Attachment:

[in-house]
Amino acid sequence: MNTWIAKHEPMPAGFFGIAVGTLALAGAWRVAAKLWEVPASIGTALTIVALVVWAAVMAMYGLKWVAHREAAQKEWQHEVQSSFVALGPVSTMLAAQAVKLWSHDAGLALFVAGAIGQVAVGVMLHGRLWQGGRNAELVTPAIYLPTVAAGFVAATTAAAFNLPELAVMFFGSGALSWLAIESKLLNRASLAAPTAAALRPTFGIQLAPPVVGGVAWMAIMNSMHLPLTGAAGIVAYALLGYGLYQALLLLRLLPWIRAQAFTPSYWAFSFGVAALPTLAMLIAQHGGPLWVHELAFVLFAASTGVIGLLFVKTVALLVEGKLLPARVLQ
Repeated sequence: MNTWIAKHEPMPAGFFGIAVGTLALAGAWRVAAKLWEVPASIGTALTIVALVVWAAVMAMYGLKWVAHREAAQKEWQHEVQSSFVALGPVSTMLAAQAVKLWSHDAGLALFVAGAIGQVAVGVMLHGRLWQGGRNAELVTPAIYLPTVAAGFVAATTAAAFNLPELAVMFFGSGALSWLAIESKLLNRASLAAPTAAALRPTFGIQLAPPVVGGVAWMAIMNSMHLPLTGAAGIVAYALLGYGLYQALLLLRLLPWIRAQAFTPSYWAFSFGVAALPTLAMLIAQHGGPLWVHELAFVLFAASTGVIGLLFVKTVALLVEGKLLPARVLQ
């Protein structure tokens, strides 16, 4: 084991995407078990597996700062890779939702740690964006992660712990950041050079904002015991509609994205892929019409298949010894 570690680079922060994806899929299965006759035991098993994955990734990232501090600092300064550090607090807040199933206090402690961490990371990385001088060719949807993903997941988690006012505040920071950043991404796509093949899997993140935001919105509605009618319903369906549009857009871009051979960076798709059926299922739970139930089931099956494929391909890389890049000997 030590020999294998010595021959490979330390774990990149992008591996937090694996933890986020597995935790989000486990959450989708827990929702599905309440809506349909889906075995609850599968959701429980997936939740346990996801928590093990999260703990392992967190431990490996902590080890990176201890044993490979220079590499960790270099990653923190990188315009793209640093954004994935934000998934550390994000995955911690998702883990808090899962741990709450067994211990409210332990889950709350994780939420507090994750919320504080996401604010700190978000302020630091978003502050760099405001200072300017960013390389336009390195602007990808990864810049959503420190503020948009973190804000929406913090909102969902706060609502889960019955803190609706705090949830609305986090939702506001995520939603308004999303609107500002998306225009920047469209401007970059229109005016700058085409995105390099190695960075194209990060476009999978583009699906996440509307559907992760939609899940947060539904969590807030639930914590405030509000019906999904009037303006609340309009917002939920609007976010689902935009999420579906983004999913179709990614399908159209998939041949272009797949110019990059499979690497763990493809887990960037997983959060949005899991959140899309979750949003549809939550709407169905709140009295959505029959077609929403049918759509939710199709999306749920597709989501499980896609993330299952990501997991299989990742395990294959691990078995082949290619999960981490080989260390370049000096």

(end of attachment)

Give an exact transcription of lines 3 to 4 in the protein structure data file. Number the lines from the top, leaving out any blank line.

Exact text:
Repeated sequence: MNTWIAKHEPMPAGFFGIAVGTLALAGAWRVAAKLWEVPASIGTALTIVALVVWAAVMAMYGLKWVAHREAAQKEWQHEVQSSFVALGPVSTMLAAQAVKLWSHDAGLALFVAGAIGQVAVGVMLHGRLWQGGRNAELVTPAIYLPTVAAGFVAATTAAAFNLPELAVMFFGSGALSWLAIESKLLNRASLAAPTAAALRPTFGIQLAPPVVGGVAWMAIMNSMHLPLTGAAGIVAYALLGYGLYQALLLLRLLPWIRAQAFTPSYWAFSFGVAALPTLAMLIAQHGGPLWVHELAFVLFAASTGVIGLLFVKTVALLVEGKLLPARVLQ
């Protein structure tokens, strides 16, 4: 084991995407078990597996700062890779939702740690964006992660712990950041050079904002015991509609994205892929019409298949010894 570690680079922060994806899929299965006759035991098993994955990734990232501090600092300064550090607090807040199933206090402690961490990371990385001088060719949807993903997941988690006012505040920071950043991404796509093949899997993140935001919105509605009618319903369906549009857009871009051979960076798709059926299922739970139930089931099956494929391909890389890049000997 030590020999294998010595021959490979330390774990990149992008591996937090694996933890986020597995935790989000486990959450989708827990929702599905309440809506349909889906075995609850599968959701429980997936939740346990996801928590093990999260703990392992967190431990490996902590080890990176201890044993490979220079590499960790270099990653923190990188315009793209640093954004994935934000998934550390994000995955911690998702883990808090899962741990709450067994211990409210332990889950709350994780939420507090994750919320504080996401604010700190978000302020630091978003502050760099405001200072300017960013390389336009390195602007990808990864810049959503420190503020948009973190804000929406913090909102969902706060609502889960019955803190609706705090949830609305986090939702506001995520939603308004999303609107500002998306225009920047469209401007970059229109005016700058085409995105390099190695960075194209990060476009999978583009699906996440509307559907992760939609899940947060539904969590807030639930914590405030509000019906999904009037303006609340309009917002939920609007976010689902935009999420579906983004999913179709990614399908159209998939041949272009797949110019990059499979690497763990493809887990960037997983959060949005899991959140899309979750949003549809939550709407169905709140009295959505029959077609929403049918759509939710199709999306749920597709989501499980896609993330299952990501997991299989990742395990294959691990078995082949290619999960981490080989260390370049000096």